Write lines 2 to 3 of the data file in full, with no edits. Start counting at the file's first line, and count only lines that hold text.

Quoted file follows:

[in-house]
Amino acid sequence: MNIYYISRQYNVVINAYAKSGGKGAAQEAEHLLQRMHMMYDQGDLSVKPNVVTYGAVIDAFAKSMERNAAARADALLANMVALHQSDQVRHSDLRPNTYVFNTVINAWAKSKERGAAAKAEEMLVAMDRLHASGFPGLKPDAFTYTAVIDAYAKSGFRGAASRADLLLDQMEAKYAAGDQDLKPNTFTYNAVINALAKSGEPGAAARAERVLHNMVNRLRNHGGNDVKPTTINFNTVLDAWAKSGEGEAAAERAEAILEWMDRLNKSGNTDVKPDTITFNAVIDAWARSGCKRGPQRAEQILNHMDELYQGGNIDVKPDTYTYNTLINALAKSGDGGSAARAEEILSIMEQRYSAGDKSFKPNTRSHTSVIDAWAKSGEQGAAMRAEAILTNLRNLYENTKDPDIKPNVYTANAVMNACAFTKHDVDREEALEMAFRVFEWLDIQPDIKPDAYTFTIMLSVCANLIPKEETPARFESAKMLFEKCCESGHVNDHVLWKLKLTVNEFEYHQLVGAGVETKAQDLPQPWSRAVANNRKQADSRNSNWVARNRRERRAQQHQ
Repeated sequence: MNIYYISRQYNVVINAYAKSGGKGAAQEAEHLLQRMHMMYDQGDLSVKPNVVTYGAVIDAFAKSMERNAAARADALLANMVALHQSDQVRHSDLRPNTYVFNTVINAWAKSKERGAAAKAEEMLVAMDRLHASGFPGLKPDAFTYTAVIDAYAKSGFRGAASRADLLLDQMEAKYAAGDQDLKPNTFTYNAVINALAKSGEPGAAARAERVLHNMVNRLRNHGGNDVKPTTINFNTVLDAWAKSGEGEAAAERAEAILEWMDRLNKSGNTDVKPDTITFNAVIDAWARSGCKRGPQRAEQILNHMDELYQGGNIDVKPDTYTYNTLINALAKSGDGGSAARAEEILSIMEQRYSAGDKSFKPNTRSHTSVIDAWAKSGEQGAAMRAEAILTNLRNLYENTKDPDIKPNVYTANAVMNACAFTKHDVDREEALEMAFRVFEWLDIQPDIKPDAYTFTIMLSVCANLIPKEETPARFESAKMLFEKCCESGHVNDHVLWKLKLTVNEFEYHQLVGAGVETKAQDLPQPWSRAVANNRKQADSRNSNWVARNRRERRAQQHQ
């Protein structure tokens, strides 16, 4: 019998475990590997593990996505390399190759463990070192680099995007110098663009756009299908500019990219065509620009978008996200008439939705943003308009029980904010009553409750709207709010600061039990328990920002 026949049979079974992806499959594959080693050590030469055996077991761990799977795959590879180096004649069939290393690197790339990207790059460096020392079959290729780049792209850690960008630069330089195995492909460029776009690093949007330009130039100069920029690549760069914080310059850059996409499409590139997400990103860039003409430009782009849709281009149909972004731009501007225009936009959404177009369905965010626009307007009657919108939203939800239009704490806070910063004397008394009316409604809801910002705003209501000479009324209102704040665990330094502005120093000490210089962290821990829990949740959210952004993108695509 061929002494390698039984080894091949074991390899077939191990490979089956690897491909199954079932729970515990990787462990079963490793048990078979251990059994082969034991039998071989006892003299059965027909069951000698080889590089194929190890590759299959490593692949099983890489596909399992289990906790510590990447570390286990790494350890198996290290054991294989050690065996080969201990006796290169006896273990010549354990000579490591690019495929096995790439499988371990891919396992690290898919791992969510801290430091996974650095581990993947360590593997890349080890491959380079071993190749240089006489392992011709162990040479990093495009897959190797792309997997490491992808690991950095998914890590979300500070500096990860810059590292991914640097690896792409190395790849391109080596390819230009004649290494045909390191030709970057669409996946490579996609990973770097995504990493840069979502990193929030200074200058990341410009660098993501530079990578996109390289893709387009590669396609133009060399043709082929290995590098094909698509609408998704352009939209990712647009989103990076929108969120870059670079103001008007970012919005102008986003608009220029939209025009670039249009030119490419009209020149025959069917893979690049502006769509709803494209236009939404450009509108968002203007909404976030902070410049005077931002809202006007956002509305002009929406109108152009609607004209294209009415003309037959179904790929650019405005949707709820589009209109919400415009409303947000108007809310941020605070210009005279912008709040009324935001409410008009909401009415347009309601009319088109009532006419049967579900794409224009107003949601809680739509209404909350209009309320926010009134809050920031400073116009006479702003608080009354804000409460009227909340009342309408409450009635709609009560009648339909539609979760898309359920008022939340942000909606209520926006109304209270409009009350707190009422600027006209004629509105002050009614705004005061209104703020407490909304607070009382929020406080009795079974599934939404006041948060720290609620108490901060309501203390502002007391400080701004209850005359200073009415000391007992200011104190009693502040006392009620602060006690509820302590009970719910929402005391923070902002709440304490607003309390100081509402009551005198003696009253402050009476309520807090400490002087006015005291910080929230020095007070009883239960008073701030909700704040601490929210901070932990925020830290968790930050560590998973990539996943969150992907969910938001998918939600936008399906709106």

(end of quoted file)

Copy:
Amino acid sequence: MNIYYISRQYNVVINAYAKSGGKGAAQEAEHLLQRMHMMYDQGDLSVKPNVVTYGAVIDAFAKSMERNAAARADALLANMVALHQSDQVRHSDLRPNTYVFNTVINAWAKSKERGAAAKAEEMLVAMDRLHASGFPGLKPDAFTYTAVIDAYAKSGFRGAASRADLLLDQMEAKYAAGDQDLKPNTFTYNAVINALAKSGEPGAAARAERVLHNMVNRLRNHGGNDVKPTTINFNTVLDAWAKSGEGEAAAERAEAILEWMDRLNKSGNTDVKPDTITFNAVIDAWARSGCKRGPQRAEQILNHMDELYQGGNIDVKPDTYTYNTLINALAKSGDGGSAARAEEILSIMEQRYSAGDKSFKPNTRSHTSVIDAWAKSGEQGAAMRAEAILTNLRNLYENTKDPDIKPNVYTANAVMNACAFTKHDVDREEALEMAFRVFEWLDIQPDIKPDAYTFTIMLSVCANLIPKEETPARFESAKMLFEKCCESGHVNDHVLWKLKLTVNEFEYHQLVGAGVETKAQDLPQPWSRAVANNRKQADSRNSNWVARNRRERRAQQHQ
Repeated sequence: MNIYYISRQYNVVINAYAKSGGKGAAQEAEHLLQRMHMMYDQGDLSVKPNVVTYGAVIDAFAKSMERNAAARADALLANMVALHQSDQVRHSDLRPNTYVFNTVINAWAKSKERGAAAKAEEMLVAMDRLHASGFPGLKPDAFTYTAVIDAYAKSGFRGAASRADLLLDQMEAKYAAGDQDLKPNTFTYNAVINALAKSGEPGAAARAERVLHNMVNRLRNHGGNDVKPTTINFNTVLDAWAKSGEGEAAAERAEAILEWMDRLNKSGNTDVKPDTITFNAVIDAWARSGCKRGPQRAEQILNHMDELYQGGNIDVKPDTYTYNTLINALAKSGDGGSAARAEEILSIMEQRYSAGDKSFKPNTRSHTSVIDAWAKSGEQGAAMRAEAILTNLRNLYENTKDPDIKPNVYTANAVMNACAFTKHDVDREEALEMAFRVFEWLDIQPDIKPDAYTFTIMLSVCANLIPKEETPARFESAKMLFEKCCESGHVNDHVLWKLKLTVNEFEYHQLVGAGVETKAQDLPQPWSRAVANNRKQADSRNSNWVARNRRERRAQQHQ